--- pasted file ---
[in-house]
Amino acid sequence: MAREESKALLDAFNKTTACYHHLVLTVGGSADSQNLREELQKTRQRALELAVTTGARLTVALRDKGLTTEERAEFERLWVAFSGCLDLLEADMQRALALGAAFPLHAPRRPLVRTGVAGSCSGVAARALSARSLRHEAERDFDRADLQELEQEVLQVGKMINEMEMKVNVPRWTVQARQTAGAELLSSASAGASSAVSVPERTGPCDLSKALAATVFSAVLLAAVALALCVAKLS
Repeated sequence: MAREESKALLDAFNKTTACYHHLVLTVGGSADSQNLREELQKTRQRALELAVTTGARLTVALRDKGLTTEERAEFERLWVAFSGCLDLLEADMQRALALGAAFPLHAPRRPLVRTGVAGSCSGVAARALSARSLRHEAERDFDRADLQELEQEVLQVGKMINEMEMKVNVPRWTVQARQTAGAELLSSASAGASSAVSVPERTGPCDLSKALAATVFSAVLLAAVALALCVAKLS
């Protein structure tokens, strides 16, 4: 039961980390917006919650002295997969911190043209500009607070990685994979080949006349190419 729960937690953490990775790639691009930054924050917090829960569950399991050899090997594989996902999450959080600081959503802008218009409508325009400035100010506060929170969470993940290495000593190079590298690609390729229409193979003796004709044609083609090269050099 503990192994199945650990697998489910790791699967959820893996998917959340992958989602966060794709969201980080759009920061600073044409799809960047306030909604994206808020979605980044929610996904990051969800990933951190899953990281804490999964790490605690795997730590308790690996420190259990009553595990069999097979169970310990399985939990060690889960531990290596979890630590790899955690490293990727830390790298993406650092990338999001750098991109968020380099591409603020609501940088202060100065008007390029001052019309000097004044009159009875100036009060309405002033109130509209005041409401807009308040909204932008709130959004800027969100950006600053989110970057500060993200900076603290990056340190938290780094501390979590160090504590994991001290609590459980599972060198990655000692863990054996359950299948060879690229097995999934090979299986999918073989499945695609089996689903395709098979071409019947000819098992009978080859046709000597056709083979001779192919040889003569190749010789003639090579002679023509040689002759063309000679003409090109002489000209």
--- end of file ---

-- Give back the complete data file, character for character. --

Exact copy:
[in-house]
Amino acid sequence: MAREESKALLDAFNKTTACYHHLVLTVGGSADSQNLREELQKTRQRALELAVTTGARLTVALRDKGLTTEERAEFERLWVAFSGCLDLLEADMQRALALGAAFPLHAPRRPLVRTGVAGSCSGVAARALSARSLRHEAERDFDRADLQELEQEVLQVGKMINEMEMKVNVPRWTVQARQTAGAELLSSASAGASSAVSVPERTGPCDLSKALAATVFSAVLLAAVALALCVAKLS
Repeated sequence: MAREESKALLDAFNKTTACYHHLVLTVGGSADSQNLREELQKTRQRALELAVTTGARLTVALRDKGLTTEERAEFERLWVAFSGCLDLLEADMQRALALGAAFPLHAPRRPLVRTGVAGSCSGVAARALSARSLRHEAERDFDRADLQELEQEVLQVGKMINEMEMKVNVPRWTVQARQTAGAELLSSASAGASSAVSVPERTGPCDLSKALAATVFSAVLLAAVALALCVAKLS
């Protein structure tokens, strides 16, 4: 039961980390917006919650002295997969911190043209500009607070990685994979080949006349190419 729960937690953490990775790639691009930054924050917090829960569950399991050899090997594989996902999450959080600081959503802008218009409508325009400035100010506060929170969470993940290495000593190079590298690609390729229409193979003796004709044609083609090269050099 503990192994199945650990697998489910790791699967959820893996998917959340992958989602966060794709969201980080759009920061600073044409799809960047306030909604994206808020979605980044929610996904990051969800990933951190899953990281804490999964790490605690795997730590308790690996420190259990009553595990069999097979169970310990399985939990060690889960531990290596979890630590790899955690490293990727830390790298993406650092990338999001750098991109968020380099591409603020609501940088202060100065008007390029001052019309000097004044009159009875100036009060309405002033109130509209005041409401807009308040909204932008709130959004800027969100950006600053989110970057500060993200900076603290990056340190938290780094501390979590160090504590994991001290609590459980599972060198990655000692863990054996359950299948060879690229097995999934090979299986999918073989499945695609089996689903395709098979071409019947000819098992009978080859046709000597056709083979001779192919040889003569190749010789003639090579002679023509040689002759063309000679003409090109002489000209």